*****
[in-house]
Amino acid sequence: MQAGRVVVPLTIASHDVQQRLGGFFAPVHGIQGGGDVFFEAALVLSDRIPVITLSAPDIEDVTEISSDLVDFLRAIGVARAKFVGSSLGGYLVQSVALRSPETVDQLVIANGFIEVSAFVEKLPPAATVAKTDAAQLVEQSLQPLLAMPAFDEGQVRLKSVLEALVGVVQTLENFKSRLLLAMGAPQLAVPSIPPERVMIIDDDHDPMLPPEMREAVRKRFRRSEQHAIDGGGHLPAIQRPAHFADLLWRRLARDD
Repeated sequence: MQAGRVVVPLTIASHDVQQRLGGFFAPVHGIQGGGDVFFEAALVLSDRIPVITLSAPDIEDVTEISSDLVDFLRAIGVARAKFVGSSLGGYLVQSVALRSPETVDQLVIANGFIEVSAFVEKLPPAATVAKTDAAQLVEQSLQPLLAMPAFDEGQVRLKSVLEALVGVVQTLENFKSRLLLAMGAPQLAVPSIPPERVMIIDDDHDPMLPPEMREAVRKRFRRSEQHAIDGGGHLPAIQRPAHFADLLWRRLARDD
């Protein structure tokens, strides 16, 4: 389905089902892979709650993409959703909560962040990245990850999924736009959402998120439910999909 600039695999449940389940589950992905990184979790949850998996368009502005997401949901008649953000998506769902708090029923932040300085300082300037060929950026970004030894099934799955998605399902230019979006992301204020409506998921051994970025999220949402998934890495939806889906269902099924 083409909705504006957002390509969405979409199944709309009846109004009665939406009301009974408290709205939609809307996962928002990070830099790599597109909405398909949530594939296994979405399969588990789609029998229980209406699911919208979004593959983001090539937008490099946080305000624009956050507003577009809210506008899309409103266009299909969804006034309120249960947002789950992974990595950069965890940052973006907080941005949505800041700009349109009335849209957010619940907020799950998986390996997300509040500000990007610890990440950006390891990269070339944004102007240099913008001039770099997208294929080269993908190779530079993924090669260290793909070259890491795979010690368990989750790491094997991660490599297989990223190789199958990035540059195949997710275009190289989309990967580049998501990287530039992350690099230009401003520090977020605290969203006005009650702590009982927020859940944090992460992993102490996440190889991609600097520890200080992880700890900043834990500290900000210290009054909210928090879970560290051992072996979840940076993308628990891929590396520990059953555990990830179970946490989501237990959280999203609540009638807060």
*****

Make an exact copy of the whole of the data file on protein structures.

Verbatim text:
[in-house]
Amino acid sequence: MQAGRVVVPLTIASHDVQQRLGGFFAPVHGIQGGGDVFFEAALVLSDRIPVITLSAPDIEDVTEISSDLVDFLRAIGVARAKFVGSSLGGYLVQSVALRSPETVDQLVIANGFIEVSAFVEKLPPAATVAKTDAAQLVEQSLQPLLAMPAFDEGQVRLKSVLEALVGVVQTLENFKSRLLLAMGAPQLAVPSIPPERVMIIDDDHDPMLPPEMREAVRKRFRRSEQHAIDGGGHLPAIQRPAHFADLLWRRLARDD
Repeated sequence: MQAGRVVVPLTIASHDVQQRLGGFFAPVHGIQGGGDVFFEAALVLSDRIPVITLSAPDIEDVTEISSDLVDFLRAIGVARAKFVGSSLGGYLVQSVALRSPETVDQLVIANGFIEVSAFVEKLPPAATVAKTDAAQLVEQSLQPLLAMPAFDEGQVRLKSVLEALVGVVQTLENFKSRLLLAMGAPQLAVPSIPPERVMIIDDDHDPMLPPEMREAVRKRFRRSEQHAIDGGGHLPAIQRPAHFADLLWRRLARDD
């Protein structure tokens, strides 16, 4: 389905089902892979709650993409959703909560962040990245990850999924736009959402998120439910999909 600039695999449940389940589950992905990184979790949850998996368009502005997401949901008649953000998506769902708090029923932040300085300082300037060929950026970004030894099934799955998605399902230019979006992301204020409506998921051994970025999220949402998934890495939806889906269902099924 083409909705504006957002390509969405979409199944709309009846109004009665939406009301009974408290709205939609809307996962928002990070830099790599597109909405398909949530594939296994979405399969588990789609029998229980209406699911919208979004593959983001090539937008490099946080305000624009956050507003577009809210506008899309409103266009299909969804006034309120249960947002789950992974990595950069965890940052973006907080941005949505800041700009349109009335849209957010619940907020799950998986390996997300509040500000990007610890990440950006390891990269070339944004102007240099913008001039770099997208294929080269993908190779530079993924090669260290793909070259890491795979010690368990989750790491094997991660490599297989990223190789199958990035540059195949997710275009190289989309990967580049998501990287530039992350690099230009401003520090977020605290969203006005009650702590009982927020859940944090992460992993102490996440190889991609600097520890200080992880700890900043834990500290900000210290009054909210928090879970560290051992072996979840940076993308628990891929590396520990059953555990990830179970946490989501237990959280999203609540009638807060």